It is not mathematically provable at all. Correlation of numbers does not equal causation. I don't see how someone can make a jump from numerical symmetry to the origin of our species.
The implication of all this is that different types of stars express different harmonical values in a surprisingly precise way. But why should stellar evolution not have a harmonical nature and structure to it? This will probably be found to be relevant to the concept of the 'stellar mass function' which astrophysicists speculate about. It may be found, for instance, that the difficulties of star formation in the first place are regularly overcome by some kind of binary-star formation; in our own solar system we could view the planet Jupiter as an incipient brown dwarf star in the making. And in 1983 I published an account of the possible existence of the possible existence of another actual small invisible star in our own solar system, which was first suggested in 1977 by the radioastronomer E. R. Harrison because of a perturbation which he discovered that our solar system was exercising on six particular pulsars in a small region of the sky.43 Star formation might thus involve a binary process in far more cases than we think, possibly in all. Binary stars may only be able to coexist according to specific harmonic relations, just as certain musical notes when struck together are consonant when they are in specific proportions such as the musical fifth or fourth.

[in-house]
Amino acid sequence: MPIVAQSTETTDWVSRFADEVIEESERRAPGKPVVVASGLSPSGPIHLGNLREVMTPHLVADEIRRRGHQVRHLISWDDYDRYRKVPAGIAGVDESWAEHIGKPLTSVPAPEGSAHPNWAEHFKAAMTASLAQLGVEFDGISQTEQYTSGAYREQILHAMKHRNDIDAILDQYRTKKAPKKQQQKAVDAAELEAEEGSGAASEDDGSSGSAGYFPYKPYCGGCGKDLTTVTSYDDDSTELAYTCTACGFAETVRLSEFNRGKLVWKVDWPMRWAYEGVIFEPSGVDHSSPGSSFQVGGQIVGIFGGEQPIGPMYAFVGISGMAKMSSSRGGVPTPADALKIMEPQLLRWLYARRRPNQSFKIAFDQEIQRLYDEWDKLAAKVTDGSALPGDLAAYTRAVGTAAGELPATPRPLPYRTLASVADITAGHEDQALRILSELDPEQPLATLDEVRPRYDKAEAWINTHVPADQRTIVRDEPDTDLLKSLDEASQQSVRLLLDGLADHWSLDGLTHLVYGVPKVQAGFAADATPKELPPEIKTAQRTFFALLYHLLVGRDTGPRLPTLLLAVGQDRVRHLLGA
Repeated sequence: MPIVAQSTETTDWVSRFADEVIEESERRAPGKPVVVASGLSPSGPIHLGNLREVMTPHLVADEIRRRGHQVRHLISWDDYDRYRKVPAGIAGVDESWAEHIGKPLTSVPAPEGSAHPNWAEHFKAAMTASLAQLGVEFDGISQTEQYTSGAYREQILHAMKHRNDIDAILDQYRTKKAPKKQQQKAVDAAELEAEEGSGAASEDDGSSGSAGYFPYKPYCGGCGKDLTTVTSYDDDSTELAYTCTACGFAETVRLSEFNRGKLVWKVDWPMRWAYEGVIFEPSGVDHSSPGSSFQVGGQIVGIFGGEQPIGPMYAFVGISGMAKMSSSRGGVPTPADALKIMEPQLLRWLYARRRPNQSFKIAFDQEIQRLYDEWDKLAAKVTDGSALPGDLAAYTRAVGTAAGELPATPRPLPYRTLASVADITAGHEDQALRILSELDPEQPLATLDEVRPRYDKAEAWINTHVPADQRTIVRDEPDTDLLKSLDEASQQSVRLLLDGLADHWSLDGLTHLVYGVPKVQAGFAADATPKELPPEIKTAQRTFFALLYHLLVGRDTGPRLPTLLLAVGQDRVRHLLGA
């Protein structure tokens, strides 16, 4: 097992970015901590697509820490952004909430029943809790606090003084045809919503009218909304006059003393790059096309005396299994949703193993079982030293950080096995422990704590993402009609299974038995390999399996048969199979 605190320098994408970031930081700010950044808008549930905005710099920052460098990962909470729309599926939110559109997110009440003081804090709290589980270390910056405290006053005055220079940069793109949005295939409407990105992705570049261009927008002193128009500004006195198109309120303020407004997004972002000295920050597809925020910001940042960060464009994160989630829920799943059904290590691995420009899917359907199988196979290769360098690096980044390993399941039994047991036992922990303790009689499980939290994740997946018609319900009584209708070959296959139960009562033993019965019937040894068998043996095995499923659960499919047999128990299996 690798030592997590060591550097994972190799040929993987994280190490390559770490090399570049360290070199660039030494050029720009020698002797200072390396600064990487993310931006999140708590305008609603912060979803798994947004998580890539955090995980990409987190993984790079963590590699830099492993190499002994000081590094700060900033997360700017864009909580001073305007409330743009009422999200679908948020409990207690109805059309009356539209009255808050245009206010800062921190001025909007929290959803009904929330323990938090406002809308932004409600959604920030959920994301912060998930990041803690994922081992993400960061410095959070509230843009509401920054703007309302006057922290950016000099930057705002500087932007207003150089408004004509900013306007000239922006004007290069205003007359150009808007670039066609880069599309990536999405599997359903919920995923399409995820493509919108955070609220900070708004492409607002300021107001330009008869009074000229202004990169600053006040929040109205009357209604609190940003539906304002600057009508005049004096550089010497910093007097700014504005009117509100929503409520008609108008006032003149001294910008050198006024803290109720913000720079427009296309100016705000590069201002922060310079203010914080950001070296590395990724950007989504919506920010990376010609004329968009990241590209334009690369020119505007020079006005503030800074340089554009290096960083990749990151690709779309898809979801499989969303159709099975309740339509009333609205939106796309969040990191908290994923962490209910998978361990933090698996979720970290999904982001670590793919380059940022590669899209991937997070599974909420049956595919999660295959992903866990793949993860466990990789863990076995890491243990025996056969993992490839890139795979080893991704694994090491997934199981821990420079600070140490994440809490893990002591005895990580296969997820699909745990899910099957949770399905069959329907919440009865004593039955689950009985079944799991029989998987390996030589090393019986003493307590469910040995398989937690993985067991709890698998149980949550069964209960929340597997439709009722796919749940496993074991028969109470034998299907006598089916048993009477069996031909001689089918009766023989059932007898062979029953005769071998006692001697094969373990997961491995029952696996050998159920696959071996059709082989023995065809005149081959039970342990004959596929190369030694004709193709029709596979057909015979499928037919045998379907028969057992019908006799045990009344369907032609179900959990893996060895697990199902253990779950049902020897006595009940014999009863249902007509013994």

No. It's just the way it is, no miracle involved. If Sirius wasn't this close to our mass then some other star would be, there's nothing special about it except the relationship or value you attach to it.
The discovery of the significance of the 1.053 mass ratio between Sirius B and our sun suggests that our solar system and the Sirius system are elements of a larger entity which is a self-organizing open system -- what is called in thermodynamics a "dissipative structure far from thermal equilibrium'. But let us give it an actual name. I propose to call it the Anubis Cell. The Anubis Cell clearly has long-range order extending over at least 8.7 light-years. Since all such structures increase their order and eliminate their disorder, a continuous ordering process must have been in operation inside the Anubis Cell since at least the formation of either our sun or Sirius B's condensation as a white dwarf, whichever was later. Long-range order has thus operated between the systems presumably for billions of years. Under such circumstances, both solar systems must have a shared movement in relation to the Galaxy. The two systems must also be in continuous harmonic resonance with one another. It may be presumed that a significant perturbation of one